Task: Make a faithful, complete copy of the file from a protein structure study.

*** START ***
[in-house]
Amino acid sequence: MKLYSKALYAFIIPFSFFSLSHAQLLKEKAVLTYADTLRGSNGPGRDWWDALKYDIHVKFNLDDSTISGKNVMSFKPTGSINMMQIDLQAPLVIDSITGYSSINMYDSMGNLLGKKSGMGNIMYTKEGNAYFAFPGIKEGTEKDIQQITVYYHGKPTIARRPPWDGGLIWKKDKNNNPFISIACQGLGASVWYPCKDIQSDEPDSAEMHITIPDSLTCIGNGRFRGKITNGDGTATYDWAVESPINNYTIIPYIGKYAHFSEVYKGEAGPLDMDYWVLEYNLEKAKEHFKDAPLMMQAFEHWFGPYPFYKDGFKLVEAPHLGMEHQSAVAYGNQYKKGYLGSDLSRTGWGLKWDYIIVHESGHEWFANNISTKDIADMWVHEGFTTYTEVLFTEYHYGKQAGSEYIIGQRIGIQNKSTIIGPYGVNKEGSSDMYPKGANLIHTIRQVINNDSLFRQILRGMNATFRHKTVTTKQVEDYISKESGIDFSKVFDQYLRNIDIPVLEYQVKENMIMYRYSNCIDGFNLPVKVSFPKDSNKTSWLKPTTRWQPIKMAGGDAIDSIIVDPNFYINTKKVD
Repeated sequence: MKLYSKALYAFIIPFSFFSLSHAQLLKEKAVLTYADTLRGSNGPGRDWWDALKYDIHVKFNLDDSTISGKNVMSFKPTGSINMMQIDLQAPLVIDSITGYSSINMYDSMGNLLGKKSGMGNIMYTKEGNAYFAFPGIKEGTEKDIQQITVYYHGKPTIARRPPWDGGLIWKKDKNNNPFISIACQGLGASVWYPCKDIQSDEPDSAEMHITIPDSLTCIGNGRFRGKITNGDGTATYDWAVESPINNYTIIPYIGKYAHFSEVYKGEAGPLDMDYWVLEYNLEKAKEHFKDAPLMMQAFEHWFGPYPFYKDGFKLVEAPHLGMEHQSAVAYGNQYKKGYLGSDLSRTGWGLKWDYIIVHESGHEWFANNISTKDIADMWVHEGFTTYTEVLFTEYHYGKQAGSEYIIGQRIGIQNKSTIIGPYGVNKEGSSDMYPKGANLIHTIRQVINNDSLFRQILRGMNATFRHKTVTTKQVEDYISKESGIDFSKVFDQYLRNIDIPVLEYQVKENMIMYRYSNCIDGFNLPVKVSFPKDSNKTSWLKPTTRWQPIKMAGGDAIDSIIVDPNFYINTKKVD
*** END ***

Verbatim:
[in-house]
Amino acid sequence: MKLYSKALYAFIIPFSFFSLSHAQLLKEKAVLTYADTLRGSNGPGRDWWDALKYDIHVKFNLDDSTISGKNVMSFKPTGSINMMQIDLQAPLVIDSITGYSSINMYDSMGNLLGKKSGMGNIMYTKEGNAYFAFPGIKEGTEKDIQQITVYYHGKPTIARRPPWDGGLIWKKDKNNNPFISIACQGLGASVWYPCKDIQSDEPDSAEMHITIPDSLTCIGNGRFRGKITNGDGTATYDWAVESPINNYTIIPYIGKYAHFSEVYKGEAGPLDMDYWVLEYNLEKAKEHFKDAPLMMQAFEHWFGPYPFYKDGFKLVEAPHLGMEHQSAVAYGNQYKKGYLGSDLSRTGWGLKWDYIIVHESGHEWFANNISTKDIADMWVHEGFTTYTEVLFTEYHYGKQAGSEYIIGQRIGIQNKSTIIGPYGVNKEGSSDMYPKGANLIHTIRQVINNDSLFRQILRGMNATFRHKTVTTKQVEDYISKESGIDFSKVFDQYLRNIDIPVLEYQVKENMIMYRYSNCIDGFNLPVKVSFPKDSNKTSWLKPTTRWQPIKMAGGDAIDSIIVDPNFYINTKKVD
Repeated sequence: MKLYSKALYAFIIPFSFFSLSHAQLLKEKAVLTYADTLRGSNGPGRDWWDALKYDIHVKFNLDDSTISGKNVMSFKPTGSINMMQIDLQAPLVIDSITGYSSINMYDSMGNLLGKKSGMGNIMYTKEGNAYFAFPGIKEGTEKDIQQITVYYHGKPTIARRPPWDGGLIWKKDKNNNPFISIACQGLGASVWYPCKDIQSDEPDSAEMHITIPDSLTCIGNGRFRGKITNGDGTATYDWAVESPINNYTIIPYIGKYAHFSEVYKGEAGPLDMDYWVLEYNLEKAKEHFKDAPLMMQAFEHWFGPYPFYKDGFKLVEAPHLGMEHQSAVAYGNQYKKGYLGSDLSRTGWGLKWDYIIVHESGHEWFANNISTKDIADMWVHEGFTTYTEVLFTEYHYGKQAGSEYIIGQRIGIQNKSTIIGPYGVNKEGSSDMYPKGANLIHTIRQVINNDSLFRQILRGMNATFRHKTVTTKQVEDYISKESGIDFSKVFDQYLRNIDIPVLEYQVKENMIMYRYSNCIDGFNLPVKVSFPKDSNKTSWLKPTTRWQPIKMAGGDAIDSIIVDPNFYINTKKVD